I have a promise with my guests, every time you listen to an episode there is intended to be actionable advice that you can literally put into effect in your business as soon as you’ve finished listening to the episode so with that in mind is there anything else here that you would ask yourself if you were me asking?

Mick:
I think I’d ask probably three big things Trent would come to mind for me. I would want to know a little bit about who the heck the company is that I happen to work for and I’d want to know what would be the tangible results and outcomes from real world customers that have adopted some of this type of technology. And as you can tell it is more than technology, it is business process that often needs to be modified as well in order to take advantage of the technology.

I’d think I’d want to know those three things. A little bit about the company, a little bit about what people could or should expect as business outcomes; and then are there any real world customer examples that are worth mentioning.

At the end of the day I can talk about this until I’m blue in the face but if I’m not putting it in concrete terms that people can relate to as real life customers than it probably doesn’t make a spill of beans of difference to them.

Trent:
Absolutely and actually I am pretty happy that you brought that up because I do love talking about use cases. So think of a customer and let’s talk about them. Give me an example.

Mick:
Yeah, sure. So California Casualty is a really good one for us. They’re in the insurance industry. It is an old agency that has been in the business for quite some time. Outbound selling and cold calling remains a pretty critical part of their business although thanks to LinkedIn I’m not sure anything is truly a cold call anymore. It is kind of a warm call.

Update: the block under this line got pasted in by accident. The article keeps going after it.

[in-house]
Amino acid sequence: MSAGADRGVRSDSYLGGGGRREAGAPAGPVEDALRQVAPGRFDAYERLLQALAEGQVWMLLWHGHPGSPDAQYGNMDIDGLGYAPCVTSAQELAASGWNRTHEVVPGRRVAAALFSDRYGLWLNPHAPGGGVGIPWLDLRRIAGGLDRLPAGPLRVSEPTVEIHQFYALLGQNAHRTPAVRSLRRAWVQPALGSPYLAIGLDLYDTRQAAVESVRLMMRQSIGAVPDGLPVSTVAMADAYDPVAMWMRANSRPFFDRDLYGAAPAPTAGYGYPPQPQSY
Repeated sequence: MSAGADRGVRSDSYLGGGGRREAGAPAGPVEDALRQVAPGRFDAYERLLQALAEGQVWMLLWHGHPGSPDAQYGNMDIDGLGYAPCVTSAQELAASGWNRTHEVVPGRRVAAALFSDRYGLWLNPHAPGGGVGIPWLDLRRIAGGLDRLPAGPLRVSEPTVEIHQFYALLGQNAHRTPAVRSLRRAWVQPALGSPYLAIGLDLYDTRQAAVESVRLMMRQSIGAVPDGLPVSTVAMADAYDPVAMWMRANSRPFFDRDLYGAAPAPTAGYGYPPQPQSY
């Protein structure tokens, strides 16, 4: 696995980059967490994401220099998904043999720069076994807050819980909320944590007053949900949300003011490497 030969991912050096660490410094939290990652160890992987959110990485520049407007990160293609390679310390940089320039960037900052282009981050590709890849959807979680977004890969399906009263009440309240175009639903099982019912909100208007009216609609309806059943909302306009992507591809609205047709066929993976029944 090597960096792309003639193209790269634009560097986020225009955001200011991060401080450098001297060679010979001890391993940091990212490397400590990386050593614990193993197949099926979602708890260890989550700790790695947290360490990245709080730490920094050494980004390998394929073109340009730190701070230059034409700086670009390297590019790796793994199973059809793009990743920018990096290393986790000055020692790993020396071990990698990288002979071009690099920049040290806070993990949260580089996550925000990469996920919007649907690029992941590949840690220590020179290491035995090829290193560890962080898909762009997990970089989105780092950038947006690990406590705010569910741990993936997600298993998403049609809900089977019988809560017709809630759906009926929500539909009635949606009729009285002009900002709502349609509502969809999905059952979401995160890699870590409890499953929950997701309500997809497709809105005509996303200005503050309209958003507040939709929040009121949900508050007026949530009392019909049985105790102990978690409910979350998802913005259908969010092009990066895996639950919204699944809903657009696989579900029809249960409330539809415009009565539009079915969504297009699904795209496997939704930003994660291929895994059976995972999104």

They were struggling with who do they need to be targeting, when should they be contacting them, how many times should they try to reach them via variant communication mechanisms and in the end California Casualty ended up adopting a combination of our technologies. A dialing product called Power Dialer but informed by the smarts of this neurolytics platform that I referred to and implementing services like Local Presence that I spoke of a moment ago that the person on the receiving end of the call believes they are receiving something from a local caller.

In the end the results for them were crazy off the hook. They were doing about 40% more quotes largely because they were contacting many more people per day. They had about a 23% increase in conversions of those initial leads into actual closed deals and net net was they had revenue increase of about 12.5% in a pretty short period of time using a combination of these predictive lead scoring tools and communications tools; sales communications tools.

California Casualty is a great example, it is an old industry, it is not some hi tech example where everybody is adopting the latest and greatest of everything and yet in that kind of a climate they were still able to get really fantastic business results.

Trent:
And if I was to summarize everything that they did it would be they got more scientific about their sales process.

Mick:
Absolutely, stunningly more scientific. And one of the things that is fascinating Trent is some of the people justify their acquisition of our kind of technology just so that they can analyze the data a little bit better and have better visibility into what their sales people really are doing with those leads and what is really happening to them. Are they being followed up on often enough?

A piece of research that we did a few years ago showed that people are following up on leads on average about one and a half times. Our science says you need to be following up on them six to nine times. It sounds kind of obvious but when people peel back the layers and can actually see how often they are actually following up on things they are often appalled to find out that they really weren’t taking advantage of some pretty high quality leads.